GDP is forecast to expand by 1.6 per cent in 2019 and 1.9 per cent in 2020, up from pre-election forecasts of 1.5 per cent and 1.8 per cent.
The latest Scottish GDP figures on Wednesday covering the first quarter of 2017 will confirm whether or not the Scottish economy has formally re-entered recession. It comes after the economy shrank in the final three months of 2016. A recession is defined as two successive quarters of negative growth.
Scottish Conservative economy spokesman Dean Lockhart said yesterday that Holyrood ministers must do more to kick-start Scotland’s struggling economy.
He said: “To grow the economy, if you look at successful economies worldwide – Singapore, Germany Switzerland – it takes a whole of government approach.
“We have a government here in Scotland that has its priorities elsewhere. The First Minister Nicola Sturgeon has said that independence transcends the case for the economy.”
Mr Lockhart pointed to the Tories’ recent UK-wide industrial strategy which sets out a “sectoral approach” and called on the Scottish Government to back a “new approach” which harnesses strengths in different sectors.
Labour’s Jackie Baillie said the Scottish economy has grown by just 1.2 per cent over the past decade, which is “really small” compared to the preceding seven years when there was 17 per cent growth.
She said: “The thing that’s been common in the past ten years has been the constant obsession with independence and I have to say when you talk to businesses, businesses hate uncertainty. They didn’t like Brexit because of the uncertainty, they don’t like the constant threat of an independence referendum because of the uncertainty.”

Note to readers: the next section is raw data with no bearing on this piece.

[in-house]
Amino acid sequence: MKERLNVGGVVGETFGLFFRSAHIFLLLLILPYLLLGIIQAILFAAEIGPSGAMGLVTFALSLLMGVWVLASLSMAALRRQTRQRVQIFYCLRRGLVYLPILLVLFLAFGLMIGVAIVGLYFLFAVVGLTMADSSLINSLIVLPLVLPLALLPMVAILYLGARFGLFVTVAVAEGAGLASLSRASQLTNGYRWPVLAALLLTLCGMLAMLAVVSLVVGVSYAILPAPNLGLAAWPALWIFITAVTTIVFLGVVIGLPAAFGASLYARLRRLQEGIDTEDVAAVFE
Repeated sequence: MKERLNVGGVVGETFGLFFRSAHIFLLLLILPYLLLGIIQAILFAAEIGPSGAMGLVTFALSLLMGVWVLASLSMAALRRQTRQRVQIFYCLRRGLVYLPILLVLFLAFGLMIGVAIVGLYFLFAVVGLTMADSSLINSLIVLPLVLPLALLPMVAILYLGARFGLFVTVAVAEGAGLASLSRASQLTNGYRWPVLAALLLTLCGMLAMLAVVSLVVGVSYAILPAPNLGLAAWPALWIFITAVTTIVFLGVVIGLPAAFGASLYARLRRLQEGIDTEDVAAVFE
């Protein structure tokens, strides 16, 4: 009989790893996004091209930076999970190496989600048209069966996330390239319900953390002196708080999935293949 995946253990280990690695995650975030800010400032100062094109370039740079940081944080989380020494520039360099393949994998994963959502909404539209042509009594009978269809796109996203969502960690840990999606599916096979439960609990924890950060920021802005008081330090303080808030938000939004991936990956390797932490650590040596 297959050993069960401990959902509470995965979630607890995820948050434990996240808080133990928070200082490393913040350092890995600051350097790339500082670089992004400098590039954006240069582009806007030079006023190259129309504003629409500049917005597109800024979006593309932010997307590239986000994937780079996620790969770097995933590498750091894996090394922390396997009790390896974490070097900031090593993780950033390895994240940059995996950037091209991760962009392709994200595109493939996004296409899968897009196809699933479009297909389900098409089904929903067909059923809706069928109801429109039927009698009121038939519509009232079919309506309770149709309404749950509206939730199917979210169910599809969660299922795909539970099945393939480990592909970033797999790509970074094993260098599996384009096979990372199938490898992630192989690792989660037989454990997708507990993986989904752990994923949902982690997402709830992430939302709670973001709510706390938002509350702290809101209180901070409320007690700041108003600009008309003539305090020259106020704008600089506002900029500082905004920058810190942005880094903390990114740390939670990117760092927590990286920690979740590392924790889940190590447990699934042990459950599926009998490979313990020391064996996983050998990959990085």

She said action is now needed to “make a difference” to Scottish growth and called for greater investment in smaller companies to ensure they tap into export opportunities to grow the economy.
Scotland has been lagging behind the UK economy for a number of years following the crash in global oil and gas prices which gathered pace towards the end of 2014.
The FAI report last week raised broader concerns that the slowdown in Scotland’s economy seems to have spread across a wider set of industrial sectors than was previously the case. In the last quarter of 2016, activity in the manufacturing and construction sectors fell, while services did not grow at all.
It said the divergence between the UK and Scots economies makes it “hard to argue” Brexit is the cause of the slump north of the Border.
Services – about 75 per cent of the economy and less exposed to external conditions – grew nearly twice as fast in the UK as in Scotland last year.
The FAI stated: “Others have argued that the prospects for a second independence referendum may be having an impact, although there is little robust data to formally test this hypothesis [and indicators of international investment remain positive].
“Taken together, though, it is possible to argue that such effects may have had a greater cumulative effect on Scotland, especially to confidence.”
Scotland’s productivity growth remains weak, and with inflation likely to rise above 3 per cent in the coming months, the outlook for household finances also looks grim.